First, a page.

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Oakland Mayor Jean Quan on April 10, 2013 in Oakland, Calif. (Karl Mondon/Staff)

Some of Oakland Mayor Jean Quan's most fervent supporters have warned her that if she does not immediately change course regarding the implementation of the City Council's clear policy regarding the Citizens' Police Review Board, they may no longer be able to endorse her bid for a second term.

What's it all about? The Oakland City Council voted to include in its 2011-2013 budget a provision to allocate $1,468,158 in the City Administrator's office to hire a CPRB director as well as eight complaint intake staff and administrative support to "consolidate the intake of complaints at the CPRB."

The purpose was intended to eliminate wasteful, duplicative services provided by both Internal Affairs and the CPRB; enable Oakland Police Department Internal Affairs intake personnel to be reassigned to patrol; provide for a more independent, credible, objective and professional delivery of civilian police oversight to the community; and improve police-community relations.

After two years of failure to implement this policy, the council took up the matter in April, asking City Administrator Deanna Santana to explain why. Both Santana and the mayor offered lengthy narratives, but the council was not satisfied and reiterated its direction to the mayor and Santana to implement the hiring of CPRB staff by Oct. 15. They further instructed Santana to present monthly updates about progress toward reaching that goal.


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In clear and blatant defiance of the council's mandate, Santana has decided to hire intake officials to work within the OPD rather than the CPRB. For whatever reasons, Santana has subverted the mandate of the council, despite her obligation (as set forth in the City Charter) to implement its policies.

The mayor supported this proposal as a City Council member, campaigned on it in her run for mayor, and as mayor voted for the budget that contained this provision. Yet, now she defends her city administrator, who has illegitimately altered that policy by drafting a job description for the new intake "technicians" posted on the city's website that places these positions within the Oakland Police Department Internal Affairs Division, and functioning under the authority of Internal Affairs, rather than the CPRB.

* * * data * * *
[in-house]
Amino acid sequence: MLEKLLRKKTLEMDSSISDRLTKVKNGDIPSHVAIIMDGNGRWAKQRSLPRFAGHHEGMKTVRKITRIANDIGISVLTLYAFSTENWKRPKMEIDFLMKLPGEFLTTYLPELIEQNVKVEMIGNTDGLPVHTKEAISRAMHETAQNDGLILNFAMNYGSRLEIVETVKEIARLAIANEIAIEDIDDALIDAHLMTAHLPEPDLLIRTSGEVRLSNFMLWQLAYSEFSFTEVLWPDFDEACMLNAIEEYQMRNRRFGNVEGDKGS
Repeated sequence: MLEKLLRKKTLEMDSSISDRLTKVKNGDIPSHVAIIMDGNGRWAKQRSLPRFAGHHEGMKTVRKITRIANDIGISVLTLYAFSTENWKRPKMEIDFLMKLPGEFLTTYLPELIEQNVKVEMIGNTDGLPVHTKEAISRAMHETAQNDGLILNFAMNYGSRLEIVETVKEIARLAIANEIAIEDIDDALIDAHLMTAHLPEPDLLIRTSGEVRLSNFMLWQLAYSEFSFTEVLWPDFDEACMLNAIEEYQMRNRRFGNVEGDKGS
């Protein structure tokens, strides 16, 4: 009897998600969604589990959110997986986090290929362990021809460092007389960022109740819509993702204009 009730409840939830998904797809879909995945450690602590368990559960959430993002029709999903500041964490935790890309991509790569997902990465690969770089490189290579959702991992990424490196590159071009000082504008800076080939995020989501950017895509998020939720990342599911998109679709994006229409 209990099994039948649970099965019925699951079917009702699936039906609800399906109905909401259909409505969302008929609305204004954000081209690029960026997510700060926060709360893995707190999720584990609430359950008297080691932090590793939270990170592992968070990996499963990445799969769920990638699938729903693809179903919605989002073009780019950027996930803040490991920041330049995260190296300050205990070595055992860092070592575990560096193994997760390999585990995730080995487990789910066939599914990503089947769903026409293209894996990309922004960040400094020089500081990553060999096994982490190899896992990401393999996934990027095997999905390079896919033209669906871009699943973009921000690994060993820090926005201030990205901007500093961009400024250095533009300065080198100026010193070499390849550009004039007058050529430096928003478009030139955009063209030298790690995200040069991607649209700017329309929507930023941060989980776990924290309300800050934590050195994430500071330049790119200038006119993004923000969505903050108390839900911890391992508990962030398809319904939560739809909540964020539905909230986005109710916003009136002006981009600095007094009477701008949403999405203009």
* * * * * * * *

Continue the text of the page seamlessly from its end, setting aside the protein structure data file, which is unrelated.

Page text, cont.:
This misconduct by Santana clearly violates the City Charter provision, which describes the duties of the city administrator as follows: Section 504. Duties. The city administrator shall have the power and it shall be his duty: (a) To execute and enforce all laws and ordinances and policies of the council and to administer the affairs of the city.

Santana is wrong, and the mayor is wrong. If Quan continues to support this illegitimate action by Santana, she risks losing the support of many of the core campaigners for her re-election and possibly the election, itself.

There is still time for the mayor to reclaim the values she ran on. She must instruct Santana to change course immediately, implement the City Council policy as legislated and directed, and stay true to the values she professed to hold dear in her first campaign.

If Santana refuses to change course, she must be fired. The clock is ticking.

What's it going to be, Mayor Quan?

Rashidah Grinage is executive director of PUEBLO, People United for a Better Life in Oakland.